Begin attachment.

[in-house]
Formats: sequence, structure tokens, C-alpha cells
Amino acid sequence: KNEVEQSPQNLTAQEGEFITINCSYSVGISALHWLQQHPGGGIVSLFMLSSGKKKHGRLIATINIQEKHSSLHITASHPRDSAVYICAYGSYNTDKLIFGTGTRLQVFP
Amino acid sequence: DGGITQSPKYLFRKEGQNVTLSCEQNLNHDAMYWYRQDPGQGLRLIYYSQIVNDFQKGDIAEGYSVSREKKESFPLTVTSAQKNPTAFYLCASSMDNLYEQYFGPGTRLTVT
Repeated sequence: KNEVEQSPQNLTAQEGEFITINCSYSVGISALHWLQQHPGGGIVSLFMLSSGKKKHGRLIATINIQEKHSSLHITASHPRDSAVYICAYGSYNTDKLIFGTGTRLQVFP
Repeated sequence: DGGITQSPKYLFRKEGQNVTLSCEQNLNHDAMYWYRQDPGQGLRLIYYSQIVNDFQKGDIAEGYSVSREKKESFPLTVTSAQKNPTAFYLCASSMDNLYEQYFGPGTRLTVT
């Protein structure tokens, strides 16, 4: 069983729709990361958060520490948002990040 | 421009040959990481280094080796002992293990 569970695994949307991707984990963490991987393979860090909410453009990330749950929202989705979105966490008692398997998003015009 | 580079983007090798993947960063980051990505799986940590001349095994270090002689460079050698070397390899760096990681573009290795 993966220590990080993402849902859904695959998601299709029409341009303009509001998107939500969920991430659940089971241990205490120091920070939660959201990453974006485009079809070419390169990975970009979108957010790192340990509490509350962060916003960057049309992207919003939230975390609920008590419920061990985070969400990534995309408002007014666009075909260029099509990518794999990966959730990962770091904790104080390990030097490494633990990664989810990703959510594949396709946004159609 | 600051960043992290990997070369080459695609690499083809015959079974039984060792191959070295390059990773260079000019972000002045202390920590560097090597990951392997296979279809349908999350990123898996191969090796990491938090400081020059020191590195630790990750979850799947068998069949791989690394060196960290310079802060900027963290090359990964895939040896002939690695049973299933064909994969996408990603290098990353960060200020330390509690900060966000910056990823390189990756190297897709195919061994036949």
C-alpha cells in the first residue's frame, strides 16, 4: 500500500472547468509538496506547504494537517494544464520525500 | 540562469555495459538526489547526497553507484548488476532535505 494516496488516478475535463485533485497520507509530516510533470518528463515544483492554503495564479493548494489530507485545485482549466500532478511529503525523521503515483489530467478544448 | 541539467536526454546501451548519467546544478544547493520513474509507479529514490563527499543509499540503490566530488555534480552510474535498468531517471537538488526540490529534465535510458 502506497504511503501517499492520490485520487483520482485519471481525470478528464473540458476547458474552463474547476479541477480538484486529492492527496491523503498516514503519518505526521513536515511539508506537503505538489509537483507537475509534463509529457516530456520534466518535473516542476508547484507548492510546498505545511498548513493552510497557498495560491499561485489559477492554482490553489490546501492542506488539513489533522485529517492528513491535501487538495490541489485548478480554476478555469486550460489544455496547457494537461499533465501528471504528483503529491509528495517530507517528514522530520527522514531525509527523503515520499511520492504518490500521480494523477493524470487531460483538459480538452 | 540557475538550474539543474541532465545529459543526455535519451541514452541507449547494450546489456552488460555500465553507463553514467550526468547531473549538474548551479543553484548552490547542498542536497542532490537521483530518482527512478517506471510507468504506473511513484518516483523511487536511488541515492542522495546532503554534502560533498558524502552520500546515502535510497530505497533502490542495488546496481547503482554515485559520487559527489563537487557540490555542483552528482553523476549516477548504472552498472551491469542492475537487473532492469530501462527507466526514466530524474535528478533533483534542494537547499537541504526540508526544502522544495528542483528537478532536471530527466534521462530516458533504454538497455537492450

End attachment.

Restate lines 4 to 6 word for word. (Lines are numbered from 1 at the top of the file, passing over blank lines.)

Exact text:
Amino acid sequence: DGGITQSPKYLFRKEGQNVTLSCEQNLNHDAMYWYRQDPGQGLRLIYYSQIVNDFQKGDIAEGYSVSREKKESFPLTVTSAQKNPTAFYLCASSMDNLYEQYFGPGTRLTVT
Repeated sequence: KNEVEQSPQNLTAQEGEFITINCSYSVGISALHWLQQHPGGGIVSLFMLSSGKKKHGRLIATINIQEKHSSLHITASHPRDSAVYICAYGSYNTDKLIFGTGTRLQVFP
Repeated sequence: DGGITQSPKYLFRKEGQNVTLSCEQNLNHDAMYWYRQDPGQGLRLIYYSQIVNDFQKGDIAEGYSVSREKKESFPLTVTSAQKNPTAFYLCASSMDNLYEQYFGPGTRLTVT